Kildonan Dun is a remarkably well preserved dun, or fortified farmstead, 50 yards or so east of the B842 at a point about mid way between Campbeltown and Carradale. There is a Forestry Commission car park on the opposite side of the road a short distance north of it, and access is via a wooden stile from the road and along a grassy path that leads between bracken that can be taller than you are.
Kildonan Dun is a roughly D-shaped enclosure surrounded by stone walls that rise to around a metre internally, and about twice that externally: although if you time your visit for the height of the bracken season, the exterior is largely shrouded by the encircling vegetation.
The shape of the dun seems to have been dictated by the shape of the rocky platform it stands on. This affords a little protection from the landward side, but on the seaward side the ground falls away steeply, providing the dun's residents with some sense of security.
The entrance to the dun is imposingly lined with stone, and comes complete with a setting for a wooden door and slots for a beam to secure it in place. Meanwhile, the whole of the wall surrounding the dun is faced in stone on both its inner and outer sides, which goes a long way to help explain its excellent state of preservation.
A little north of the entrance, a double set of steps has been constructed within the thickness of the wall to allow access to the inner wall-head. Two other irregularities are also of interest. The first is a chamber enclosed within the wall at the northern end of the dun, while the second is the sharp angle formed within the dun at its southern end. This is caused by the shape of an inner wall constructed within the main wall on this side of the entrance, leaving a narrow gallery between the two.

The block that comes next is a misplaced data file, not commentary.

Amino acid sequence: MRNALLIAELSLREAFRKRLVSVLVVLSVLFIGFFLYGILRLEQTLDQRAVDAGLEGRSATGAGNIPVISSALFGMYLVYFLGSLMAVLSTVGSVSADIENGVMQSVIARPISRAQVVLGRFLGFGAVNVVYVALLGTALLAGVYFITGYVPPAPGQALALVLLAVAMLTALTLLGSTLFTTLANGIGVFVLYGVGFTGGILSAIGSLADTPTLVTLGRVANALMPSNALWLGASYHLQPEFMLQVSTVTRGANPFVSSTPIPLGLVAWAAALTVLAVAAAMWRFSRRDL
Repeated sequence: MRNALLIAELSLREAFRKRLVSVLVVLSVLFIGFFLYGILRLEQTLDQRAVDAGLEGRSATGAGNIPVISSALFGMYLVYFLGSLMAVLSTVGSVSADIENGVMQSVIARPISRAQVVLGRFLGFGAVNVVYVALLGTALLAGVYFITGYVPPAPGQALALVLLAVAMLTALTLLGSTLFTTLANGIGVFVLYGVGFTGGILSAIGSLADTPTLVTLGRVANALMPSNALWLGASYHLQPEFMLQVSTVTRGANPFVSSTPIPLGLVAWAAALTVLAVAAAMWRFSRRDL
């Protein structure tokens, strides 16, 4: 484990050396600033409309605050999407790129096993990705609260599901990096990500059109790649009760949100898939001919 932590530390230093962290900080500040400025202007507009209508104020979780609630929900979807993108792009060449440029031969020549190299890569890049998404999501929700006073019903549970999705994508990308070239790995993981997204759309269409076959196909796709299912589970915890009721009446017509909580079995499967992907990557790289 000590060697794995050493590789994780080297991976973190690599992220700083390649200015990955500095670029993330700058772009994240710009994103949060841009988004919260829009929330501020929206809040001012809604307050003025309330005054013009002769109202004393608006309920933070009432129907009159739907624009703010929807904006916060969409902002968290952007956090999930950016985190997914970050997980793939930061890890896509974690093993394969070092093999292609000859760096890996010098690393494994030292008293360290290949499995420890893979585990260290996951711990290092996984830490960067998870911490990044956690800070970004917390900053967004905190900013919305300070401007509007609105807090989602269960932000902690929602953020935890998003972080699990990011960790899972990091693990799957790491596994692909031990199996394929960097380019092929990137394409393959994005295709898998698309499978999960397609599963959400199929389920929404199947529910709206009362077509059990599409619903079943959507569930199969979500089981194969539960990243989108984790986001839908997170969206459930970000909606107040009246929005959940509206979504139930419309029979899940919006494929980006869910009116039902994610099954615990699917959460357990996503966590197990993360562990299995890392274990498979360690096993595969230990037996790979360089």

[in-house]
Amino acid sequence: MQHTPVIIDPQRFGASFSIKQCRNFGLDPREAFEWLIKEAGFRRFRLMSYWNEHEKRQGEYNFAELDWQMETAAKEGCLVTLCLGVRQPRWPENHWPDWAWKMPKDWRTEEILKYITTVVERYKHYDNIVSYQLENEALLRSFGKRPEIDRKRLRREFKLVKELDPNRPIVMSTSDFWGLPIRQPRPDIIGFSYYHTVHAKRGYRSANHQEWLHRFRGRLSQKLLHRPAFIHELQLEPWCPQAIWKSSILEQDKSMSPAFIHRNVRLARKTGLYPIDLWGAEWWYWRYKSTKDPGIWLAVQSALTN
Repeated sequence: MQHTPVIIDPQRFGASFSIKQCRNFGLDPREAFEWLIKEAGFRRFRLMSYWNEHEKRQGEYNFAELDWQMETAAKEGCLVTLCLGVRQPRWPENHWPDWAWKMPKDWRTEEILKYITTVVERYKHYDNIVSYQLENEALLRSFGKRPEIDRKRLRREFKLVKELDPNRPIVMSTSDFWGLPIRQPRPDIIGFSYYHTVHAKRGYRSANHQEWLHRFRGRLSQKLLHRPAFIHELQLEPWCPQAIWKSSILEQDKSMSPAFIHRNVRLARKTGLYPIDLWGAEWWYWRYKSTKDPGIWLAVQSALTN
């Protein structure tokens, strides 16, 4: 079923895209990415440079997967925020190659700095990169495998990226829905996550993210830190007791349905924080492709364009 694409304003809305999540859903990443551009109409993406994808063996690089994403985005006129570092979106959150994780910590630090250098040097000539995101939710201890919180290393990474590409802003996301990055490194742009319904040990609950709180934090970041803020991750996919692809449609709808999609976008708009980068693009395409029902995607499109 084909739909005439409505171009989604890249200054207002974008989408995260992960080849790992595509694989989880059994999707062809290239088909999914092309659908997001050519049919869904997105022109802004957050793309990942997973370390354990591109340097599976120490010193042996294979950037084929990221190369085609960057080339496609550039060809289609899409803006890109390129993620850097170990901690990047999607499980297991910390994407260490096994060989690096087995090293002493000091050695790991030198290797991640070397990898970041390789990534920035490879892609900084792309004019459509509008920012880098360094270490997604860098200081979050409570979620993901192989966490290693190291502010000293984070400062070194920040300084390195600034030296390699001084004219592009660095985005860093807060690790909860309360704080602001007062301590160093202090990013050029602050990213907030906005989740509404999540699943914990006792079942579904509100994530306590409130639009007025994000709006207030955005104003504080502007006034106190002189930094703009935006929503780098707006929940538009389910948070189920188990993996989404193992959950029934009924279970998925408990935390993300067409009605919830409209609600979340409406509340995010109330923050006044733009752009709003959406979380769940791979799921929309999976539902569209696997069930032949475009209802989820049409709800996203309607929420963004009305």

The principle of a dun is similar to that of the brochs found across much of the Highlands and Islands of Scotland, though the walls of a dun are usually lower than those of a broch and the interior space larger: more a fortified encampment than a single fortified building. Though to add to the confusion, many brochs have names that include the word "dun".
As originally built, the outer side of the surrounding wall you can see today would probably have had a stone parapet which rose sufficiently above the inner half of the wall to provide a defensive walkway. Within the enclosure, much of the northern half would have been occupied by two or more buildings, intended to house people and livestock, while the southern half was more of an open courtyard. The area around the dun would have been used for farming, and the residents would certainly also have fished from, and probably off, the coast.
Kildonan Dun as you see it today is the result of excavations undertaken between 1936 and 1938. These suggested that it was first built some time between AD 100 and 200. It was occupied again during the centuries from 600 to 900, when Kintyre formed part of Dalriada. A beautiful brooch found here from this period is thought to have been made at Dunadd. The dun was then abandoned before being occupied once more from the end of the 1100s to the early 1300s. It also saw use in later centuries as a stock enclosure.
It would be nice to think that whoever lived at Kildonan Dun had time to enjoy the amazing views from here. These extend to Ailsa Craig and the Ayrshire Coast in the south-west and take in the whole of the west coast of Arran. Nearer at hand is Kildonald Point, itself once home to a prehistoric fort.